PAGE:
ContractsProf Blog

Editor: Myanna Dellinger
University of South Dakota School of Law

Friday, March 4, 2011

Question for Natalie Portman and Dior: Do Morals Clauses Cut Both Ways?

Natalie_Portman Big news from the Oscars involving Natalie Portman (pictured)!  No, the news is not about what she won.  Nor is the news that she did not laugh awkwardly during her acceptance speech, although this time the moment provoked tears rather than laughter.  No.  The news is that she wore a Rodarte dress despite her contractual relationship with Dior and endorsement of its Miss Dior Cherie fragrance.  Sidebar: the consensus is that she looked ***faaaabulousss!***

It is not clear that her choice of attire was related to her recent denunciation of Dior's chief designer, John Galliano, for an anti-Semitic rant -- or perhaps for a series of them.  While some reports suggest that Ms. Portman has severed her ties with Dior, the New York Times provides the more sober assessment that it is not clear what effect her statements relating to Mr. Galliano will have on her contract with Dior.  Dior has already terminated Mr. Galliano's employment, despite what has been characterized as an apology for his comments.  It's not clear what Galliano is apologizing for, since he denies the allegations and stresses his opposition to all forms of prejudice.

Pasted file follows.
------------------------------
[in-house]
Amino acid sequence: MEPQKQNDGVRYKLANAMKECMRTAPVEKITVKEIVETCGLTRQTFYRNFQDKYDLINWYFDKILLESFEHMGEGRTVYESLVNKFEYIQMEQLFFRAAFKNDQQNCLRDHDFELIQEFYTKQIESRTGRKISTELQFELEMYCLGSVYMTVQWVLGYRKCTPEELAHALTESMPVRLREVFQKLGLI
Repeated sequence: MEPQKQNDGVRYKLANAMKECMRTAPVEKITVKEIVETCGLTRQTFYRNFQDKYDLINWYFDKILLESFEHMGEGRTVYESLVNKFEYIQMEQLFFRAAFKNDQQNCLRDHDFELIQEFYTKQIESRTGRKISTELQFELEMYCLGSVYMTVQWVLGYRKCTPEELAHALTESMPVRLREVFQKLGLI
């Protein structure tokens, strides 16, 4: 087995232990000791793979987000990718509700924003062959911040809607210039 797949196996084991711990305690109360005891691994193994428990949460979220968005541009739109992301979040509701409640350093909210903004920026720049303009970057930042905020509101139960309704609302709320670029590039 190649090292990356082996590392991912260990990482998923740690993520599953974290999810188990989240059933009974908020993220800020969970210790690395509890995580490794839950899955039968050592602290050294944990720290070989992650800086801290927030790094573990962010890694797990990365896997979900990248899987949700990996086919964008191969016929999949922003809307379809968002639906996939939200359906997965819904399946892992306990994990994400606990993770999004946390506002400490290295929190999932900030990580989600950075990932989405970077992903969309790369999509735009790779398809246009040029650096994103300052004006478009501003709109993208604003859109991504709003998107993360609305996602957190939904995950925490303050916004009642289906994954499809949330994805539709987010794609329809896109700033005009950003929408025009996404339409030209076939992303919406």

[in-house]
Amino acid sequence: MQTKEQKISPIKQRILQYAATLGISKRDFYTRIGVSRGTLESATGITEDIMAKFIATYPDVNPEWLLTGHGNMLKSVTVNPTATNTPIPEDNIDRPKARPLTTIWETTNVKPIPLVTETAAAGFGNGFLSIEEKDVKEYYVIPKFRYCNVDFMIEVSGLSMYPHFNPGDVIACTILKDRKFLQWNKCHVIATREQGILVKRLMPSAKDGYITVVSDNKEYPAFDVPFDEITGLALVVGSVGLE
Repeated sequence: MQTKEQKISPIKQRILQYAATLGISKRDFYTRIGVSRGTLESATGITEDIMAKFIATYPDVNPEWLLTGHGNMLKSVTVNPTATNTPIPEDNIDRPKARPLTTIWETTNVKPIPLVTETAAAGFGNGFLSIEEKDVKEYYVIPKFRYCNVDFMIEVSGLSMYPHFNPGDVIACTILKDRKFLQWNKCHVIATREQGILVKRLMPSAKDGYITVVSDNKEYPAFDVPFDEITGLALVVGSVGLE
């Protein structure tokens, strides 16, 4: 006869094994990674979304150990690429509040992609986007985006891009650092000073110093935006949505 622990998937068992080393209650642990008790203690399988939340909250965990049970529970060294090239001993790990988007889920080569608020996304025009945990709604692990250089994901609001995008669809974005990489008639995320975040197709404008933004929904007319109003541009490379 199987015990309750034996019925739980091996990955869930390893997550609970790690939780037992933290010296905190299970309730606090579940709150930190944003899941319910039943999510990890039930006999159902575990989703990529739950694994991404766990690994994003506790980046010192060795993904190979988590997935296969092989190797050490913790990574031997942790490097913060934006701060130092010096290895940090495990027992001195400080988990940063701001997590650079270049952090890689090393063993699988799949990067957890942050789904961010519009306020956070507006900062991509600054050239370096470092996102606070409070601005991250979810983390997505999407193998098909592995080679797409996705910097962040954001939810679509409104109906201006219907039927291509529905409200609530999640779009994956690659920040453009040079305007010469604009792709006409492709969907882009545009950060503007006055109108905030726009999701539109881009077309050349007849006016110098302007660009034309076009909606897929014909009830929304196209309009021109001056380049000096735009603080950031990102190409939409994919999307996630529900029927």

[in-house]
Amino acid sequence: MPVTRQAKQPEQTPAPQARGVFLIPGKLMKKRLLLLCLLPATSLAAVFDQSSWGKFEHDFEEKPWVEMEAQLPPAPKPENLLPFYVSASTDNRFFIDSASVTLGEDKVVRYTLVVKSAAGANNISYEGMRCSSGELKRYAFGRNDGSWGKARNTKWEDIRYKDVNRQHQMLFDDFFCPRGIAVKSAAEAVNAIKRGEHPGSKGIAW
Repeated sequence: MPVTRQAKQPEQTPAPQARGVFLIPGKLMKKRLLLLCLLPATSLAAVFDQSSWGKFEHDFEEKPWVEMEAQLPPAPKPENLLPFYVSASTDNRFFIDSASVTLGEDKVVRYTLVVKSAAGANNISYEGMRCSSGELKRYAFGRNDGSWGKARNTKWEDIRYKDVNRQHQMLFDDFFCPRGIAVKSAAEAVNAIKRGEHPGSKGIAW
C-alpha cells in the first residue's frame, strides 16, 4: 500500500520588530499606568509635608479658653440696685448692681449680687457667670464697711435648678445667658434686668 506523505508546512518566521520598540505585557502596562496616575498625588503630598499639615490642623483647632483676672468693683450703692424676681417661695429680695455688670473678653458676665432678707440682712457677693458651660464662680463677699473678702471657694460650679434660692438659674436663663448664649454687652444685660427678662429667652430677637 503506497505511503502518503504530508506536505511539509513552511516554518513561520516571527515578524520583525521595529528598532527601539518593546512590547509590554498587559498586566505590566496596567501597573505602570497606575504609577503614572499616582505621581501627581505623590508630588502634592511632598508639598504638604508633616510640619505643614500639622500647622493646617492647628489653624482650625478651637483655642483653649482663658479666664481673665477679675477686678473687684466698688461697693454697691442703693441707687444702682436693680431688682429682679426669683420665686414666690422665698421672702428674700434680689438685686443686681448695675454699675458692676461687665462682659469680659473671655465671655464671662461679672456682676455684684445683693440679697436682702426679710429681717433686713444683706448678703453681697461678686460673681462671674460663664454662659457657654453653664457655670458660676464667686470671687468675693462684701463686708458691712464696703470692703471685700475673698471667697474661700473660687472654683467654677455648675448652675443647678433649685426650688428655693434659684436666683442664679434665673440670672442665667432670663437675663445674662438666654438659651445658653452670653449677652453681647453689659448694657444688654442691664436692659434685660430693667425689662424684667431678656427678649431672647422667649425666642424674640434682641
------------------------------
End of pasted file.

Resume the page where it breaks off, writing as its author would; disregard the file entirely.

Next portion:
In any case, the controversy raises an interesting theoretical possibilty.  We have been posting a bit recently about morals clauses.  This situation raises the question of whether an athlete or celebrity who has agreed to endorse a product can opt out of the contract based on the conduct of the endorsee or one of its agents.  In this case, the possibility is remote, given Dior's actions in terminating Mr. Galliano's employment, but what if Dior had accepted his pseudo-apology and kept him on, subject to his agreement to seek counseling?  Although we don't know the specifics with respect to Ms. Portman's contract, let's assume that it includes a morals clause.  Could a court imply that the clause must be reciprocal? 

If the purpose of such clauses is to protect the endorsee from being sullied with the moral taint associated with a falled endorser, is there any danger of its working in reverse?  If Al Gore had signed up to promote the pre-spill BP as an environmentally friendly power company, he might want to opt out post-spill.  But could Ms. Portman, who has described herself as "an individual who is proud to be Jewish," really be tainted by her association with a Dior fragrance, based on the now-disavowed views of one prominent Dior employee?


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